“Perfect!” we scream. And we type, and the keyboard starts to smoke, and eventually the smoke detectors go off, and then at last we have to get up to turn off the screaming buzzing noise that is wracking our concentration. But then we are back at the keyboard, changing things, rewriting, debating with ourselves, trying to make everything “perfect”.

The sad truth is, no matter how hard we work on it, it will never be perfect. It will never be finished. And perhaps, the most gulling fact of all, we will never be able to please everybody.

Never.

Once, while reading an interview with one of my favorite authors, I read this quote: “My book will never be finished until my publisher pries it from my fingers, and even then I’ll keep working on it”.

Unfortunately, it’s a truth. I will probably do the same thing. Writers seem to have this need to please everybody, to make everybody happy, and prove to themselves that they are not the computer loving weirdoes that many people think they are.

But we are. Oh we are! And the only way we’ll be able to ever be satisfied with our writings is to come to grips with the facts that we can’t make what we write please everyone.

I seriously thought about what my dad told me. He was only trying to help me, I know. He didn’t mean for his words to sting (even though they did.) I thought about what he said. I considered it. I went back and read over the manuscript.

But you know what I found out?

I liked the manuscript the way it was. I ran it through several critique groups and they enjoyed it as well. I let random people read the prologue and first chapter (which was all I read to my dad). The random people seemed pleased. A few of them made suggestions which I took into consideration. But I don’t need to change the entire book just to please my dad, who doesn’t like reading that sort of stuff in the first place, let alone the fact that his daughter writes it.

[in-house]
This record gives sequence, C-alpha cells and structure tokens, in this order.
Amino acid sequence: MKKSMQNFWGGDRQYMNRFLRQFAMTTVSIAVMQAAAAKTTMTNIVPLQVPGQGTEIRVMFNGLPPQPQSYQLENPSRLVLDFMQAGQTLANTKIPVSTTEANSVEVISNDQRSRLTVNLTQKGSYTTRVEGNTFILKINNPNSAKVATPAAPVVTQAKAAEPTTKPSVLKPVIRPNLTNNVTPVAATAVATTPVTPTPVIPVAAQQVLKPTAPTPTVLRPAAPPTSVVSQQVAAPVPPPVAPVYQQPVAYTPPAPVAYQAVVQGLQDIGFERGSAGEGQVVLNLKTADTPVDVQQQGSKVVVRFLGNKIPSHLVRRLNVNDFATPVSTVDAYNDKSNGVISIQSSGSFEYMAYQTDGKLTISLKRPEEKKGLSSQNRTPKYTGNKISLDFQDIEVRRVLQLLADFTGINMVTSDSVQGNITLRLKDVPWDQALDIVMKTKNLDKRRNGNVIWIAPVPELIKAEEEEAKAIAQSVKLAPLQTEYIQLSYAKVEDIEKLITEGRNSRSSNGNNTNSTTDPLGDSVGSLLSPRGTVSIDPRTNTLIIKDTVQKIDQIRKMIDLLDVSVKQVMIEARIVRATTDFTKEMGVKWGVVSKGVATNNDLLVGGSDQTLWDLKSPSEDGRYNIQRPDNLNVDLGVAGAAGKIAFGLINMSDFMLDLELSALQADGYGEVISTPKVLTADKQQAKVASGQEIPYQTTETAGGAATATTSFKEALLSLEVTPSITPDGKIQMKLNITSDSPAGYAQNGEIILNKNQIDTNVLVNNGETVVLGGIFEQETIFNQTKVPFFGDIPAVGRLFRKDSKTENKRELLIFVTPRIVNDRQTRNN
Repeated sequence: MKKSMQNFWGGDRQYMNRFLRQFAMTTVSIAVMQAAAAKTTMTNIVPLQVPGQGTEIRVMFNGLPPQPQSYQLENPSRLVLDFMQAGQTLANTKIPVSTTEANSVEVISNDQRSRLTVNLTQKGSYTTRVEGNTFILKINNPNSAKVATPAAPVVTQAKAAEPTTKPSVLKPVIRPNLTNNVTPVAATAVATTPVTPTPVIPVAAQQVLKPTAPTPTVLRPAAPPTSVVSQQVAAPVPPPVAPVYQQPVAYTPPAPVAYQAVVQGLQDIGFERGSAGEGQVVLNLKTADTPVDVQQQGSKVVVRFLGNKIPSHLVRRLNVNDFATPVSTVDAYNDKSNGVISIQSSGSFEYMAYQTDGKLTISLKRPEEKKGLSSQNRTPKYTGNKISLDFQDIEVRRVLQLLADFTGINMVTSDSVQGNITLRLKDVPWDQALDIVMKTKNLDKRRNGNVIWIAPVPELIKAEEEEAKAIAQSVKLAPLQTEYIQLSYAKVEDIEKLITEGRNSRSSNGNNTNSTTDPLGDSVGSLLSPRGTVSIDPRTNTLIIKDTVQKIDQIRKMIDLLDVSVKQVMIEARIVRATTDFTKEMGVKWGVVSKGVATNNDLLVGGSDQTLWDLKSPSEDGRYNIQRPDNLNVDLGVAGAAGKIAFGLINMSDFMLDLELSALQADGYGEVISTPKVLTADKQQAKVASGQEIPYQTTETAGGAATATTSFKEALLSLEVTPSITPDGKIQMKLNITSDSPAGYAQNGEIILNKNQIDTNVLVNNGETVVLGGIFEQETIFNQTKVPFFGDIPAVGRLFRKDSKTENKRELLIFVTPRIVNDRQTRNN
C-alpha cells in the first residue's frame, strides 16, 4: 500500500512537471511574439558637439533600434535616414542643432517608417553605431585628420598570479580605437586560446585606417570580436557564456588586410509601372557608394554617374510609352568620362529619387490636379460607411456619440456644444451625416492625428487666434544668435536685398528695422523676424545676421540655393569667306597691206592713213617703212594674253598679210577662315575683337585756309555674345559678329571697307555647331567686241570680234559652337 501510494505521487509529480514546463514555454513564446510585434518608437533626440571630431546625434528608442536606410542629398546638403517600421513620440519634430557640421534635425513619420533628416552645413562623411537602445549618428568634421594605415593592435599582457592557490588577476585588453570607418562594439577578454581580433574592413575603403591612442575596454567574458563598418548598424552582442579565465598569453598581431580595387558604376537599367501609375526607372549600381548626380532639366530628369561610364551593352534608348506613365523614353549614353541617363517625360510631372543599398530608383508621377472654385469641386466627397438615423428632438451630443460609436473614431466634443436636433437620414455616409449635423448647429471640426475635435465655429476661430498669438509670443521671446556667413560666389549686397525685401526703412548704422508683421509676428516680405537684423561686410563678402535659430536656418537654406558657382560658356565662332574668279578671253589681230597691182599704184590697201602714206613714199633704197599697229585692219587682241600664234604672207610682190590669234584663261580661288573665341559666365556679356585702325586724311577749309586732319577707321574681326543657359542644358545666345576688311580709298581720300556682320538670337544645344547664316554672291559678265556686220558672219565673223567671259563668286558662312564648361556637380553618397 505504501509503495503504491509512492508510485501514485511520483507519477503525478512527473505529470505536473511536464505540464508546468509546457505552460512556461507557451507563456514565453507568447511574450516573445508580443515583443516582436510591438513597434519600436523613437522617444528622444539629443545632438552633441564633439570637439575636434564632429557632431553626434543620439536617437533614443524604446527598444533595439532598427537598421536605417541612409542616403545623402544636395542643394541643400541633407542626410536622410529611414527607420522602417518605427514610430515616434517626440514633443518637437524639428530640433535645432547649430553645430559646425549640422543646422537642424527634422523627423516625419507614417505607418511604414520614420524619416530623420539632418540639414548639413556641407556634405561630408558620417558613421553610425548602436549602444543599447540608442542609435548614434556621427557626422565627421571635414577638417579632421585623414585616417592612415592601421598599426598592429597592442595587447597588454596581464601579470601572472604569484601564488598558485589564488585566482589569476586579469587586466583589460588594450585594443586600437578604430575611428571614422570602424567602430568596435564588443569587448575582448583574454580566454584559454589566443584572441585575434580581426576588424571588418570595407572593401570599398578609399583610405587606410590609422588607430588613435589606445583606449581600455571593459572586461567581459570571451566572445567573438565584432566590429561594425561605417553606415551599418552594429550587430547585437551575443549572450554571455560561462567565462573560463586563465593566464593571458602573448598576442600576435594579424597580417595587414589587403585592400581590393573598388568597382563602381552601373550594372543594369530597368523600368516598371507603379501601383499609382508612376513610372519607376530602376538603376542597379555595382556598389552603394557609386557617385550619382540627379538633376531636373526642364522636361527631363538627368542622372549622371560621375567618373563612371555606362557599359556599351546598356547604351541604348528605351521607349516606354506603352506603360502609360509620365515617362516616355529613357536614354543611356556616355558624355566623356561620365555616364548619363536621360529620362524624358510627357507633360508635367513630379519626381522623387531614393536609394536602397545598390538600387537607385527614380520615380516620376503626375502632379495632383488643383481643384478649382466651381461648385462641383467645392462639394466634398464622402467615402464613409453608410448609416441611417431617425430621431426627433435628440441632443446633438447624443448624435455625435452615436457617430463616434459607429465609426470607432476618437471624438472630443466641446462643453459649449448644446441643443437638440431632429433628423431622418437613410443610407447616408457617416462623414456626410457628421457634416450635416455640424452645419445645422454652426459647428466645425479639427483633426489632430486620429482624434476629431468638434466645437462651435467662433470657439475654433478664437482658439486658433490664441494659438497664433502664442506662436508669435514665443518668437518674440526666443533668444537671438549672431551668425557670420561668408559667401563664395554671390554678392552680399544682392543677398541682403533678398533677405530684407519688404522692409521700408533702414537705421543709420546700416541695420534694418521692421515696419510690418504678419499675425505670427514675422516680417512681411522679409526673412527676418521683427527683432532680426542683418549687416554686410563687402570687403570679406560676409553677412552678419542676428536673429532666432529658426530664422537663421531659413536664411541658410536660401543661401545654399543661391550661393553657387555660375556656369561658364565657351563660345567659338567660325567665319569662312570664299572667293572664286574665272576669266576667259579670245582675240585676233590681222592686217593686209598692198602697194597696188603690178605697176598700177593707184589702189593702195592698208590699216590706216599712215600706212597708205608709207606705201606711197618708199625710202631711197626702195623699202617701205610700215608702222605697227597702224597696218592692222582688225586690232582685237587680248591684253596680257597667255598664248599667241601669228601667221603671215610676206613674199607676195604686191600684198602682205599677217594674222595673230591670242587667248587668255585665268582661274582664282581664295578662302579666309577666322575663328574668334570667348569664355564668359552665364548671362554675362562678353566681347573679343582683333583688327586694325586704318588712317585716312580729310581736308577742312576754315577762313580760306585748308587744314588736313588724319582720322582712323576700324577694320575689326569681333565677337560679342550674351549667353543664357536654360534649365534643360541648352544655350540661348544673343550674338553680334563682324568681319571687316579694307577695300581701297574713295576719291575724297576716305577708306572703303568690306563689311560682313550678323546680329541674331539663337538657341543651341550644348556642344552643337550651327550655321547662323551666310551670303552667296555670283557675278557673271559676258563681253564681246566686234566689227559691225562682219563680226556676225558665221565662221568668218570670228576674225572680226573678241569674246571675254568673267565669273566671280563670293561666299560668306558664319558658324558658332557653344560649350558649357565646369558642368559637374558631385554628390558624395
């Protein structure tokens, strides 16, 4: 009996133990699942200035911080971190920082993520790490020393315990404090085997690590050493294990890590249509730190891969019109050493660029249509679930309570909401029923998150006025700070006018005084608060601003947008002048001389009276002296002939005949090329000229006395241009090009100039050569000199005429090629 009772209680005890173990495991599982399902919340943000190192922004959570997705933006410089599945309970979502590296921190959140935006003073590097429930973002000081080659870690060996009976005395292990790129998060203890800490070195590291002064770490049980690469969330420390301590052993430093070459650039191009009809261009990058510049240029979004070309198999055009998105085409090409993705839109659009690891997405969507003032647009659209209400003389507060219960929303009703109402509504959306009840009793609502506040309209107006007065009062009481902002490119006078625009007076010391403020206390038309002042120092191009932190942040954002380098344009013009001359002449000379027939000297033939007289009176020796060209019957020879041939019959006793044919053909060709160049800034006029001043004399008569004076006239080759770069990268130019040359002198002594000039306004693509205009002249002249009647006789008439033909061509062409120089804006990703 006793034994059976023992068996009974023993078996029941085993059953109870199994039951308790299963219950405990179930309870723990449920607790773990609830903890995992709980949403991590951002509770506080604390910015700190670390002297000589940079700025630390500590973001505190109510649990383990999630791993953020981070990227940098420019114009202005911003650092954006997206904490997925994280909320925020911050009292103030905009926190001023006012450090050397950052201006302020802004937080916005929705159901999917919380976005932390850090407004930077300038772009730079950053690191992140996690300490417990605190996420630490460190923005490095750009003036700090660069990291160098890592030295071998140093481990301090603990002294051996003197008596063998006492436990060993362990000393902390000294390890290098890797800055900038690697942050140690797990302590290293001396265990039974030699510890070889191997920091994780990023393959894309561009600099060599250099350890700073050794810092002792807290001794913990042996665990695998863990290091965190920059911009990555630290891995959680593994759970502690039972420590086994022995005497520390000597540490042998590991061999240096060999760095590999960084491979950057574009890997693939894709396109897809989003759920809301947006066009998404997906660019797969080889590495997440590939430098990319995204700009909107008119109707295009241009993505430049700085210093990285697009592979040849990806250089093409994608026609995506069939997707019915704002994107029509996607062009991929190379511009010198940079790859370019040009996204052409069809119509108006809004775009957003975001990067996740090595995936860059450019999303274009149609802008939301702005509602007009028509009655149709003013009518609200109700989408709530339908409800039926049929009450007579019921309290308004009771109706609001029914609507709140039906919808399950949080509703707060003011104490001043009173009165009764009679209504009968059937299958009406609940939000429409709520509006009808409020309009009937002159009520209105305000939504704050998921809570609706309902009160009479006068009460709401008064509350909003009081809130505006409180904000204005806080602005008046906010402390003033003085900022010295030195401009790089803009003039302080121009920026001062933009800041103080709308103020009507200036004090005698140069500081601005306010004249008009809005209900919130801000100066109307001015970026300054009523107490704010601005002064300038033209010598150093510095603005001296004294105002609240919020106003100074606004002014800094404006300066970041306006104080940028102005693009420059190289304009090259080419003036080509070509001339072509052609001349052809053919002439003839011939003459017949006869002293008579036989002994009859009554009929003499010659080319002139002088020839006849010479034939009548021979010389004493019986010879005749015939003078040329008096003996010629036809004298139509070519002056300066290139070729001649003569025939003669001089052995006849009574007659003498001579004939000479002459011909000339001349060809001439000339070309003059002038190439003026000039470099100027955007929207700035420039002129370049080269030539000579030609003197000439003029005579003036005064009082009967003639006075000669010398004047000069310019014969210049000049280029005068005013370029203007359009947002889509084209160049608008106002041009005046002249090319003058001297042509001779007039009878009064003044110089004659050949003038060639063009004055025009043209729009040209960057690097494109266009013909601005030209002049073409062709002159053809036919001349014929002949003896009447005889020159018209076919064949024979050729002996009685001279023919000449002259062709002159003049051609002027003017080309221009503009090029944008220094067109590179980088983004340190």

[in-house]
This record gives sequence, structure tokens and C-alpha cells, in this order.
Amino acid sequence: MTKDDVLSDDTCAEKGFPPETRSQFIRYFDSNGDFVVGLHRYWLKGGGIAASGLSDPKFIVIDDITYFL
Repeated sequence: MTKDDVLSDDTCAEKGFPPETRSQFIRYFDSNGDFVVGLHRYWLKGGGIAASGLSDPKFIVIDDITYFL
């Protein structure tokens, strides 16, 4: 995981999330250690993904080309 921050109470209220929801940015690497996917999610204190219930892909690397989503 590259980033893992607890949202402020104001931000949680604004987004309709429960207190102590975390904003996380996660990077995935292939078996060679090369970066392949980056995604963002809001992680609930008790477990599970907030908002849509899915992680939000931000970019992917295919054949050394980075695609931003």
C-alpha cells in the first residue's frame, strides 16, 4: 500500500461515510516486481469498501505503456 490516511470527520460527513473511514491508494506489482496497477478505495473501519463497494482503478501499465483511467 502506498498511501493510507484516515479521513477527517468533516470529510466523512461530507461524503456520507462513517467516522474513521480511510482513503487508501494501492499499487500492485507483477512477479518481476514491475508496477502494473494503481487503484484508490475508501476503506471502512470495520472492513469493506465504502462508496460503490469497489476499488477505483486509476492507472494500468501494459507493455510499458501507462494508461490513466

Yes, I am a perfectionist. I want my book to be perfect. But I can come to grips with the fact that it won’t be. As long as I’m happy with it and know that I have taken it as far as I can, someday I know that it will sit on a book shelf and people will pick it up and read it: the people who do like what I write. It doesn’t have to be perfect for everyone.

Well, at least I’m still trying to convince myself of that. 


-- Nichole White --

My Spelling Checquer

Eye halve a spelling chequer
It came with my pea sea
It plainly marques four my revue
Miss steaks eye kin knot sea.
Eye strike a key and type a word
And weight four it two say
Weather eye am wrong oar write
It shows me strait a weigh.
As soon as a mist ache is maid
It nose bee fore two long
And eye can put the error rite
Its rare lea ever wrong.
Eye have run this poem threw it
I am shore your pleased two no
Its letter perfect awl the weigh
My chequer tolled me sew.



--

The good ol' anonymous poem (at least I think it is anonymous). Enjoy! 


Squeaks.

June 3, 2010

Kingdom of Far Far Away

Status Update:


   I've been away for a while and won't be back blogging until July. I'm currently taking lab courses with my university and I don't have time to write up blog reports (those of you in university probably know what I mean, lol). Anyways, I thought I'd let you folks know why things over at my doorway have been so quiet lately. Therefore, have a lovely month of June!! I'll be back to my "regular" schedule come July.

God Bless!!!!!

Squeaks.